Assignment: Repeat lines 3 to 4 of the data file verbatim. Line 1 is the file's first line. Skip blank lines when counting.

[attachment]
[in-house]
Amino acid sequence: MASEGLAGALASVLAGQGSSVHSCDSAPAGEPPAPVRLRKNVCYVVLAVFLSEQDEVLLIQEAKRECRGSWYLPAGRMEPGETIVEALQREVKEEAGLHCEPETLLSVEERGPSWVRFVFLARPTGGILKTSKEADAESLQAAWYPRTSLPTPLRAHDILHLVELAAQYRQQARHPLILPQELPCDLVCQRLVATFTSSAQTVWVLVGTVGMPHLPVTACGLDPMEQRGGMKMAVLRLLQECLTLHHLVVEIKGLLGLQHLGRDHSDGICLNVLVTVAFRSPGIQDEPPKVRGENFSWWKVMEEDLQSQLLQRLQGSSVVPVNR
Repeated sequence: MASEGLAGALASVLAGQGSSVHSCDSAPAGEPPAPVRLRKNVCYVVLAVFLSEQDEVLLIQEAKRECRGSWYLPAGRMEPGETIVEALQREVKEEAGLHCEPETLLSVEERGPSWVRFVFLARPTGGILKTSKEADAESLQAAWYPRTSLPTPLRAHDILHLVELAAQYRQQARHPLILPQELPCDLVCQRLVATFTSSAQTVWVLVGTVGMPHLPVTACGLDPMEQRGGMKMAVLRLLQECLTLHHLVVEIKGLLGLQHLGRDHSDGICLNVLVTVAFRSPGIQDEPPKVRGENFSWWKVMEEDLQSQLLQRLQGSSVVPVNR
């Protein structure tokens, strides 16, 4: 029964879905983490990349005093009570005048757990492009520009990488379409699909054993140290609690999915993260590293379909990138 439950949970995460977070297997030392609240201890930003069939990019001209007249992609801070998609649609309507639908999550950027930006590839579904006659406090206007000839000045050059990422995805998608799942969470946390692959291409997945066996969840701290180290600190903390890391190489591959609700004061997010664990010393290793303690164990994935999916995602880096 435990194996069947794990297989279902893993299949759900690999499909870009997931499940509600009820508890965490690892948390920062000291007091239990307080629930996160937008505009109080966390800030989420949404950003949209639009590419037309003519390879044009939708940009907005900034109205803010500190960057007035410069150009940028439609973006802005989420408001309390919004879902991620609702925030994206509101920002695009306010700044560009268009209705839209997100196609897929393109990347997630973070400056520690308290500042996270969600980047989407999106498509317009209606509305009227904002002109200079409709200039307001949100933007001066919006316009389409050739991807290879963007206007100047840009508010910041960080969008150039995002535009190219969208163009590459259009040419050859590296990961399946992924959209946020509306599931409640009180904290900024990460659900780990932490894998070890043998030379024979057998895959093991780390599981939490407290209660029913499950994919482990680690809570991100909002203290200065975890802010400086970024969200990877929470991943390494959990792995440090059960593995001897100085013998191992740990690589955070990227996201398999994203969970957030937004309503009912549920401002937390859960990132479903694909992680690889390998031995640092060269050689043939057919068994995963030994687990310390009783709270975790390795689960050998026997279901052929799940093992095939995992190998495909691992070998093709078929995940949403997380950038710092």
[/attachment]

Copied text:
Repeated sequence: MASEGLAGALASVLAGQGSSVHSCDSAPAGEPPAPVRLRKNVCYVVLAVFLSEQDEVLLIQEAKRECRGSWYLPAGRMEPGETIVEALQREVKEEAGLHCEPETLLSVEERGPSWVRFVFLARPTGGILKTSKEADAESLQAAWYPRTSLPTPLRAHDILHLVELAAQYRQQARHPLILPQELPCDLVCQRLVATFTSSAQTVWVLVGTVGMPHLPVTACGLDPMEQRGGMKMAVLRLLQECLTLHHLVVEIKGLLGLQHLGRDHSDGICLNVLVTVAFRSPGIQDEPPKVRGENFSWWKVMEEDLQSQLLQRLQGSSVVPVNR
């Protein structure tokens, strides 16, 4: 029964879905983490990349005093009570005048757990492009520009990488379409699909054993140290609690999915993260590293379909990138 439950949970995460977070297997030392609240201890930003069939990019001209007249992609801070998609649609309507639908999550950027930006590839579904006659406090206007000839000045050059990422995805998608799942969470946390692959291409997945066996969840701290180290600190903390890391190489591959609700004061997010664990010393290793303690164990994935999916995602880096 435990194996069947794990297989279902893993299949759900690999499909870009997931499940509600009820508890965490690892948390920062000291007091239990307080629930996160937008505009109080966390800030989420949404950003949209639009590419037309003519390879044009939708940009907005900034109205803010500190960057007035410069150009940028439609973006802005989420408001309390919004879902991620609702925030994206509101920002695009306010700044560009268009209705839209997100196609897929393109990347997630973070400056520690308290500042996270969600980047989407999106498509317009209606509305009227904002002109200079409709200039307001949100933007001066919006316009389409050739991807290879963007206007100047840009508010910041960080969008150039995002535009190219969208163009590459259009040419050859590296990961399946992924959209946020509306599931409640009180904290900024990460659900780990932490894998070890043998030379024979057998895959093991780390599981939490407290209660029913499950994919482990680690809570991100909002203290200065975890802010400086970024969200990877929470991943390494959990792995440090059960593995001897100085013998191992740990690589955070990227996201398999994203969970957030937004309503009912549920401002937390859960990132479903694909992680690889390998031995640092060269050689043939057919068994995963030994687990310390009783709270975790390795689960050998026997279901052929799940093992095939995992190998495909691992070998093709078929995940949403997380950038710092």